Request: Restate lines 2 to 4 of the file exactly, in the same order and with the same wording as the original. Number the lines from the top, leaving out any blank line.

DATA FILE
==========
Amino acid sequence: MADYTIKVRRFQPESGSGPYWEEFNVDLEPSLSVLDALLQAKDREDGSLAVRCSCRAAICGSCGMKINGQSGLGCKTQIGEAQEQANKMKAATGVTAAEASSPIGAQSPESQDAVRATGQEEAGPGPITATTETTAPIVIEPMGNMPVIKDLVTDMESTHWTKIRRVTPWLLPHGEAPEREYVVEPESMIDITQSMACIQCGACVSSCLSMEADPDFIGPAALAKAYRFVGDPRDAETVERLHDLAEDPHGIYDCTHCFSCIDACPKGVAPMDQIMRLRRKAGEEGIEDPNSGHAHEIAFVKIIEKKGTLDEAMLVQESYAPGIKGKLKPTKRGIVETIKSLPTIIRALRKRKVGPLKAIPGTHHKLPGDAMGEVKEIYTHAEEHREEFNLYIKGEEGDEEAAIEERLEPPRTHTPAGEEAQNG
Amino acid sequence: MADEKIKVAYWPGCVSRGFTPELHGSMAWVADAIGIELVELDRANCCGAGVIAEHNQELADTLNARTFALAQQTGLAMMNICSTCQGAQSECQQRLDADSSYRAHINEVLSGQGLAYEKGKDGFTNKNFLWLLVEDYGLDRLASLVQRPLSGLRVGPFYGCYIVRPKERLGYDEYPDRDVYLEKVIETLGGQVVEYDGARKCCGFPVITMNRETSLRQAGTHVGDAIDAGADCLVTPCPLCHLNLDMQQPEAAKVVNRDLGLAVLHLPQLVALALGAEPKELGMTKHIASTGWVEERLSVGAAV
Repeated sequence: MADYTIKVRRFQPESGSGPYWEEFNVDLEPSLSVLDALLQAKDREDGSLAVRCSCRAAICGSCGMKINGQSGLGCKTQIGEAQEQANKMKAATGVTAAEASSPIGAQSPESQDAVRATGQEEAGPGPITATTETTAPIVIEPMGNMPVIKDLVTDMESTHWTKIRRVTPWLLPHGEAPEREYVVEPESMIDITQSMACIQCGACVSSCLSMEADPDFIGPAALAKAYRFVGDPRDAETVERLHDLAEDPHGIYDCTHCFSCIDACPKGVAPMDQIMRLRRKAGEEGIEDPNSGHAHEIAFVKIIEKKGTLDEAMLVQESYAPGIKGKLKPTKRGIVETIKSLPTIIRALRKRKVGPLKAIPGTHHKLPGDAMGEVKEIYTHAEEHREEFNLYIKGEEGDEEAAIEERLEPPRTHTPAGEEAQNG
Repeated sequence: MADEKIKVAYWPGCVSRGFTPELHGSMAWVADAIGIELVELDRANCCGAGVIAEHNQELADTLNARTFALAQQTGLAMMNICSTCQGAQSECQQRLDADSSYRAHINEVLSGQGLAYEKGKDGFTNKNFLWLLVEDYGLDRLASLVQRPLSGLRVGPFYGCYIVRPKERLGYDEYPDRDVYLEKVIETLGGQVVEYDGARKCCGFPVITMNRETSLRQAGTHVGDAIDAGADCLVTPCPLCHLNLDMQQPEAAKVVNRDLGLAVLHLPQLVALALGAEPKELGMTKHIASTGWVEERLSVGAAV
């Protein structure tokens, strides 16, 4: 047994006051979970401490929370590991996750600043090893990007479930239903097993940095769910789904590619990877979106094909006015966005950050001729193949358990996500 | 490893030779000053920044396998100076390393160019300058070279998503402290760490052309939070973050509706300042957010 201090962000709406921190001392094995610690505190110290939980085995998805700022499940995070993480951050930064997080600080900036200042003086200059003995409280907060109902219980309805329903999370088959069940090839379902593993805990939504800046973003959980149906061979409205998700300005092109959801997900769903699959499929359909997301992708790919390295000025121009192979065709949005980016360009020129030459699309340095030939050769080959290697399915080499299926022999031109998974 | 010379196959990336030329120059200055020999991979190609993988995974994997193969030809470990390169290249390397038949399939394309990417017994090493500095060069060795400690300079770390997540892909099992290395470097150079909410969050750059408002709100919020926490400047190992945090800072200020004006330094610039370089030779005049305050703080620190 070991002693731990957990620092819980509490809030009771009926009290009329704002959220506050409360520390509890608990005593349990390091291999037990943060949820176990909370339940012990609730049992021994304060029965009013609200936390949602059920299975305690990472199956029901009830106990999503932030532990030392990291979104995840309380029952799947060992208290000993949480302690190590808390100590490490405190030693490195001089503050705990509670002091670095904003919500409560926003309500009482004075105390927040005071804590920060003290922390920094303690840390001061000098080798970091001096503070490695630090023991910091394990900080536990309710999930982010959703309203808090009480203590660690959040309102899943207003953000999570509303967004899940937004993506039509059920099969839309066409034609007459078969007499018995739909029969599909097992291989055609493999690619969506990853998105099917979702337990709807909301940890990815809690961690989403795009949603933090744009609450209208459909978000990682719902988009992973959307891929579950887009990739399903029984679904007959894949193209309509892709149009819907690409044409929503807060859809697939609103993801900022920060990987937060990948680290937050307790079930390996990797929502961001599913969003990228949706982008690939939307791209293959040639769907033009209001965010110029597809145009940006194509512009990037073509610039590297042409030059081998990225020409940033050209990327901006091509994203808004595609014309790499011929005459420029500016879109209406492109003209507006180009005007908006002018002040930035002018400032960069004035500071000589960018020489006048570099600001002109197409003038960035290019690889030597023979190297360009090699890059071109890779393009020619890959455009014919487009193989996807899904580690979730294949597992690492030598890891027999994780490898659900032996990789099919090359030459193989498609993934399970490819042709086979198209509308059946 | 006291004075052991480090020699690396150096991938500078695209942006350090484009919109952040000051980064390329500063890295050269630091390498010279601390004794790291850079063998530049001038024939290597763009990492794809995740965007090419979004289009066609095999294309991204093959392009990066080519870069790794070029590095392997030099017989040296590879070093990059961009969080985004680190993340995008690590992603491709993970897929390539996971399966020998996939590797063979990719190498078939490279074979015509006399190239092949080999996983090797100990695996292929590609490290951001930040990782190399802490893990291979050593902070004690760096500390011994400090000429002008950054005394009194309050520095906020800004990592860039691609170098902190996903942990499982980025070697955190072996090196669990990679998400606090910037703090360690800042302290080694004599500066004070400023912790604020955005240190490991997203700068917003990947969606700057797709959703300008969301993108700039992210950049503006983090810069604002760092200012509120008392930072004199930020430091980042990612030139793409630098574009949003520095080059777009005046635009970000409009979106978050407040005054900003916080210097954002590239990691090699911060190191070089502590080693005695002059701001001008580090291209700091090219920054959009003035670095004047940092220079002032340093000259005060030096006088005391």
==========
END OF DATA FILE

Amino acid sequence: MADEKIKVAYWPGCVSRGFTPELHGSMAWVADAIGIELVELDRANCCGAGVIAEHNQELADTLNARTFALAQQTGLAMMNICSTCQGAQSECQQRLDADSSYRAHINEVLSGQGLAYEKGKDGFTNKNFLWLLVEDYGLDRLASLVQRPLSGLRVGPFYGCYIVRPKERLGYDEYPDRDVYLEKVIETLGGQVVEYDGARKCCGFPVITMNRETSLRQAGTHVGDAIDAGADCLVTPCPLCHLNLDMQQPEAAKVVNRDLGLAVLHLPQLVALALGAEPKELGMTKHIASTGWVEERLSVGAAV
Repeated sequence: MADYTIKVRRFQPESGSGPYWEEFNVDLEPSLSVLDALLQAKDREDGSLAVRCSCRAAICGSCGMKINGQSGLGCKTQIGEAQEQANKMKAATGVTAAEASSPIGAQSPESQDAVRATGQEEAGPGPITATTETTAPIVIEPMGNMPVIKDLVTDMESTHWTKIRRVTPWLLPHGEAPEREYVVEPESMIDITQSMACIQCGACVSSCLSMEADPDFIGPAALAKAYRFVGDPRDAETVERLHDLAEDPHGIYDCTHCFSCIDACPKGVAPMDQIMRLRRKAGEEGIEDPNSGHAHEIAFVKIIEKKGTLDEAMLVQESYAPGIKGKLKPTKRGIVETIKSLPTIIRALRKRKVGPLKAIPGTHHKLPGDAMGEVKEIYTHAEEHREEFNLYIKGEEGDEEAAIEERLEPPRTHTPAGEEAQNG
Repeated sequence: MADEKIKVAYWPGCVSRGFTPELHGSMAWVADAIGIELVELDRANCCGAGVIAEHNQELADTLNARTFALAQQTGLAMMNICSTCQGAQSECQQRLDADSSYRAHINEVLSGQGLAYEKGKDGFTNKNFLWLLVEDYGLDRLASLVQRPLSGLRVGPFYGCYIVRPKERLGYDEYPDRDVYLEKVIETLGGQVVEYDGARKCCGFPVITMNRETSLRQAGTHVGDAIDAGADCLVTPCPLCHLNLDMQQPEAAKVVNRDLGLAVLHLPQLVALALGAEPKELGMTKHIASTGWVEERLSVGAAV